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Rising Antivirus with Firewall

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      14.12.2008 23:03
      Very helpful
      (Rating)
      15 Comments

      Advantages

      • Reliability

      Disadvantages

      A nice, unobtrusive, stylish virus slayer

      NB: Please note - I am reviewing the freebie version, not the full one which you have to pay for (the version which you purchase costs US$29.95, and includes a built-in firewall).

      After many years of using AVG free anti-virus software, I moved over to Avast when the 2008 update of AVG informed me that my Roxio CD-burning software would cause a conflict with AVG's updates. I didn't want to uninstal Roxio, as I use it a lot - so I decided to visit www.majorgeeks.com** to see what else was available. A few people recommended Avast to me, so I installed it. After a few runs with Avast, I noticed that there were whole sections of my computer it wasn't checking, as it said it couldn't gain access to them - I made a few attempts at contacting the support group at Avast, and nobody there seemed able to pinpoint what the problem could be. Not wanting to leave parts of my computer unprotected, I then visited majorgreeks again, to look for another freebie piece of anti-virus software.

      ** majorgeeks is a site which tests and recommends a plethora of PC tools, software downloads etc.

      Browsing through the few that are free and recommended, I noticed one I'd never seen before....called Rising Antivirus. I visited Rising's website, and was pleased to notice that the software has received 4 awards/certifications, and the information on the site regarding the latest worms, trojans and viruses, seemed reasonably comprehensive. On the majorgeeks website, Rising Antivirus has been given a full five marks out of five for being efficient, and there are six hosts (5 in the USA and one in Australia) where you can download the Rising software from.

      This particular version of Rising Antivirus (free) was released on 26.8.08, taking up 54.1MB of hard drive space, and is compatible with Windows 2000, 2003, XP and Vista. The software claims to defend against all types of virus, trojans, worms, rootkits and other malicious programs, plus there is technical support available for the free version. Rising Antivirus free version can also be downloaded from CNET.

      After uninstalling Avast, I then got going and downloaded Rising Antivirus. I noticed that the overall download time was longer than that for Avast or AVG - Rising took approximately 10 minutes, from start to finish (this is at my own computer's capability, which is one notch below top broadband speed). The unpacking and installation of the files took about 4 minutes, and in order to activate Rising, your computer must be re-booted.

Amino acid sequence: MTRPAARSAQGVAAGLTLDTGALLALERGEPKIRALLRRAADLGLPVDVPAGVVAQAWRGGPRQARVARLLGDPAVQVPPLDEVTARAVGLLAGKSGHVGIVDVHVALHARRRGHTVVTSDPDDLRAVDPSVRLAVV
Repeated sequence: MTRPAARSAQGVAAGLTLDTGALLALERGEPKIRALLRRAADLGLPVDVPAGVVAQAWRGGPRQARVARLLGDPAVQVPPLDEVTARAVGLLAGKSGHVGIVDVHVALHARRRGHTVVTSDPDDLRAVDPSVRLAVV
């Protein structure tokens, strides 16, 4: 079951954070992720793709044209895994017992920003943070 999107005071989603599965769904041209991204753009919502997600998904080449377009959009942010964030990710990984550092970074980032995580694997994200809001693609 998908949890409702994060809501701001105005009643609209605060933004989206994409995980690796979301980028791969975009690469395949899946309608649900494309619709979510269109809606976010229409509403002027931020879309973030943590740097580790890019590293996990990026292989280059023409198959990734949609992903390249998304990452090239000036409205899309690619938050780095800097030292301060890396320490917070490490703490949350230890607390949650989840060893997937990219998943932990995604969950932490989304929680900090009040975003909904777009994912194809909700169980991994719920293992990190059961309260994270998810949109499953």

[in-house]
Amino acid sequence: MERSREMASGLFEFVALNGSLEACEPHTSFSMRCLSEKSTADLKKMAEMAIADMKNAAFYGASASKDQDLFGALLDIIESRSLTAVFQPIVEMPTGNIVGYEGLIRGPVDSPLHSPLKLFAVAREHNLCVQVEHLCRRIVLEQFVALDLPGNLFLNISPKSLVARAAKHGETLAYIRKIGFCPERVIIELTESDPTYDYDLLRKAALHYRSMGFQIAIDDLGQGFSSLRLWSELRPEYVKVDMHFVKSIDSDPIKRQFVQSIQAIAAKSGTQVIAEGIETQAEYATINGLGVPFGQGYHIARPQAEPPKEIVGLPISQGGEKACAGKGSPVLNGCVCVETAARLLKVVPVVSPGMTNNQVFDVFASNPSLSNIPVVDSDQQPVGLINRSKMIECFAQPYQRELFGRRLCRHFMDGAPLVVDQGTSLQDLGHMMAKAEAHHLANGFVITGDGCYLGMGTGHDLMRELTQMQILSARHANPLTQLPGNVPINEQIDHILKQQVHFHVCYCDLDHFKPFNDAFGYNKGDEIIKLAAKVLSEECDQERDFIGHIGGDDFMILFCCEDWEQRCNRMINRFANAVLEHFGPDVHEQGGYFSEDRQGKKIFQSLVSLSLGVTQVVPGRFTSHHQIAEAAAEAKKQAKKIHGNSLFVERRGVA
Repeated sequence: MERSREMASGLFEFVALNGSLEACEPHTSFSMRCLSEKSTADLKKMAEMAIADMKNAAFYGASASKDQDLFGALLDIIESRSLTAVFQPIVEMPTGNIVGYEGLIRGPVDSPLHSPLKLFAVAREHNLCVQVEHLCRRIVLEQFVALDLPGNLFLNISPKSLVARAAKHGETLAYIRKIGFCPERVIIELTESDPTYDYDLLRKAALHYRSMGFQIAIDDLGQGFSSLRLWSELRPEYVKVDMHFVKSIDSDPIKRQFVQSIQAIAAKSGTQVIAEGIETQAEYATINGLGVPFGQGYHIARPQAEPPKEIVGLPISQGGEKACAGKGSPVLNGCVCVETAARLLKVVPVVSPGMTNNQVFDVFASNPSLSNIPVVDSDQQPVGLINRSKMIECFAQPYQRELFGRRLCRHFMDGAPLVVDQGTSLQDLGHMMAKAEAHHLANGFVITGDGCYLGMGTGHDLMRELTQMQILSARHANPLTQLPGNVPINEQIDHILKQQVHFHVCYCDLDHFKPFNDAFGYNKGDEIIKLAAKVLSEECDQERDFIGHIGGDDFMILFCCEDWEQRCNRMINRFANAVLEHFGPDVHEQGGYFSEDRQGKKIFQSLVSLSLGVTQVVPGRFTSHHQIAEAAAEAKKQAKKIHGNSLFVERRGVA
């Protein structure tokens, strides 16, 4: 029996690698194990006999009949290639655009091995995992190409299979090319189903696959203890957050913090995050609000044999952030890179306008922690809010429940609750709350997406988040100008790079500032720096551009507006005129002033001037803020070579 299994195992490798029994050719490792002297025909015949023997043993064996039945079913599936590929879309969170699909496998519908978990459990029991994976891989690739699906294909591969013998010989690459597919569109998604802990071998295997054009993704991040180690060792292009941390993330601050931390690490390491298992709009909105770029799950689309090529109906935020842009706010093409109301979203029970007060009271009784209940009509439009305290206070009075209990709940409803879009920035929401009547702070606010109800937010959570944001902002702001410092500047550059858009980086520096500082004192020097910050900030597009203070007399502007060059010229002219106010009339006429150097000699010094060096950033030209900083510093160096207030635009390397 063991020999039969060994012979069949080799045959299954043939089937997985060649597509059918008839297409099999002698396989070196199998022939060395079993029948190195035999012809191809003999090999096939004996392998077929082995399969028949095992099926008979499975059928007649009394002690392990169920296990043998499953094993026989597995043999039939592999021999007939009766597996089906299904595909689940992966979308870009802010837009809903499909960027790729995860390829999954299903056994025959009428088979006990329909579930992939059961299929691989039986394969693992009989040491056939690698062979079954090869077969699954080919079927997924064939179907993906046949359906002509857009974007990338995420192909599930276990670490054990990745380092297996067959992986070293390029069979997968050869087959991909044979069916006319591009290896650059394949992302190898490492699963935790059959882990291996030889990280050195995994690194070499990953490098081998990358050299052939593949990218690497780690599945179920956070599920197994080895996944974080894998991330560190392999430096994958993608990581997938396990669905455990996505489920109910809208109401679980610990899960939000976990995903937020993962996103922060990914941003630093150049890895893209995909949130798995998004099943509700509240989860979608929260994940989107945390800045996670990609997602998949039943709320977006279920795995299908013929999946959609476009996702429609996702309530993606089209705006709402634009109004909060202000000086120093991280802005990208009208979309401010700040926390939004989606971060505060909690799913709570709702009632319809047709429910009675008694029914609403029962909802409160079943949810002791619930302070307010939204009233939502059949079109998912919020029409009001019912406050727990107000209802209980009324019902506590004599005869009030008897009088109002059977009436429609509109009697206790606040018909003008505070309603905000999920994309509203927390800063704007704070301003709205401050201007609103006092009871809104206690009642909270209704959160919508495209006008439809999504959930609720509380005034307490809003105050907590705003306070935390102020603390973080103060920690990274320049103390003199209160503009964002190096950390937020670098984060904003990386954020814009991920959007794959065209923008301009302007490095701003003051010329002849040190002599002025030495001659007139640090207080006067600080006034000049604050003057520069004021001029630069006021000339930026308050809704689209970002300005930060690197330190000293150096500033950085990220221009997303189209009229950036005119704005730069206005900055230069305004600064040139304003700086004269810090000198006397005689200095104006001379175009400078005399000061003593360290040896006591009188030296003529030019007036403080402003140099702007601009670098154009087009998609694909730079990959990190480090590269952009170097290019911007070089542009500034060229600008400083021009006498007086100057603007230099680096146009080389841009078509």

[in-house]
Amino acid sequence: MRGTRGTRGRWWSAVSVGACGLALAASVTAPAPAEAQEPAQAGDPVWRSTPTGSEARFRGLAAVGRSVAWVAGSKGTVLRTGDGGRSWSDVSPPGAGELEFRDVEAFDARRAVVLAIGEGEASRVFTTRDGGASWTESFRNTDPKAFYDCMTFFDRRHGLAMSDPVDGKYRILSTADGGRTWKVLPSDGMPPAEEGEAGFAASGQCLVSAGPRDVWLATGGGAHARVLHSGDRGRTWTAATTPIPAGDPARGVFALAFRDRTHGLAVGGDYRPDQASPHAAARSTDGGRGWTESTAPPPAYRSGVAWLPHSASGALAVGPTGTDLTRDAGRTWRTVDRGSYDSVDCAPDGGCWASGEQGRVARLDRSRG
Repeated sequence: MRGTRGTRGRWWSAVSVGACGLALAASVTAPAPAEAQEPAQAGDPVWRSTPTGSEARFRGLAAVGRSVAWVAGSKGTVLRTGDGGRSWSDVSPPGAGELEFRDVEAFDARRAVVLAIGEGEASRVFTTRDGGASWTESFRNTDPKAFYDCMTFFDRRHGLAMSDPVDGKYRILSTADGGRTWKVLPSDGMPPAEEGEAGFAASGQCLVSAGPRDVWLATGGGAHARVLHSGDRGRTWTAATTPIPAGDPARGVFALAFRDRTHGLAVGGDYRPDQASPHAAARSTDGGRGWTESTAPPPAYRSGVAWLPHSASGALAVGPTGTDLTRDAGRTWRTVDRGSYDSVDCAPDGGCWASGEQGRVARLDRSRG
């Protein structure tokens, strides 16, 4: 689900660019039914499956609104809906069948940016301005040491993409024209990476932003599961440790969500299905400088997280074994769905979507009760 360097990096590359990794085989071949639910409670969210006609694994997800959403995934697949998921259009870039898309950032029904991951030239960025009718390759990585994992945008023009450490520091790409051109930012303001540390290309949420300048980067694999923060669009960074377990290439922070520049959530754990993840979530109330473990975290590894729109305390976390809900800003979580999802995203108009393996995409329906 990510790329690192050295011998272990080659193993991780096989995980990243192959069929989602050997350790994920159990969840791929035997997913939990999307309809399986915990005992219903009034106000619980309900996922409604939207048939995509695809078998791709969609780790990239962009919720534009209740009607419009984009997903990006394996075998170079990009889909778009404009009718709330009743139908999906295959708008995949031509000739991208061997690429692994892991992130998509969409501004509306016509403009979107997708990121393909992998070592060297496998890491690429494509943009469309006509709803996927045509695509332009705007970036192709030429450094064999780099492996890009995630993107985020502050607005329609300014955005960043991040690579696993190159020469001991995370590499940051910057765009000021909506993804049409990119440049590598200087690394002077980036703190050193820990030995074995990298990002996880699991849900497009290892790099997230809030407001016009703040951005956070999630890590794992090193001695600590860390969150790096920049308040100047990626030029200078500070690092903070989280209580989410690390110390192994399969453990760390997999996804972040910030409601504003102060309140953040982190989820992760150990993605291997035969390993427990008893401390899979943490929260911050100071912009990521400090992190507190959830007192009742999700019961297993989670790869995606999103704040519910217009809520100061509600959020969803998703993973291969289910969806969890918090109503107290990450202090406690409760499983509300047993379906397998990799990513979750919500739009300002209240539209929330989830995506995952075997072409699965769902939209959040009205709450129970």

During setup configuration, you can choose to have Rising's icon on your desktop, plus another little icon on your toolbar - the Rising icon is a little green umbrella shape. One feature I particularly liked, was that each time you want to change any of the configurations on the setup, or on the software once it's installed and running, you have to go through one of those simple security processes whereby you have to type the letters you see on the screen into a little window. This ensures that it's a real person using the software, and not an auto-setup on someone's PC.

      The interface of Rising Antivirus software is rather snazzy and professional-looking, in a pleasing, shiny-effect black. The interface is easy to navigate, and you can set a virus check to run at a certain time each day, week or month, or to disable the automatic function and run a full virus check manually, whenever you choose. You can also configure the software to only scan certain parts (you must say which) of your computer, but I personally prefer to do a complete scan of the whole PC, each time. It is also possible to select the desired security level for your computer to low, medium or high. If you do use Rising Antivirus, there is one thing you will notice - each time you switch on your PC, it does a check of your boot-up files (though you can configure it not to do this if you wish), and the first time you see this check happening, it's a bit alarming, until you realise it's only Rising in action.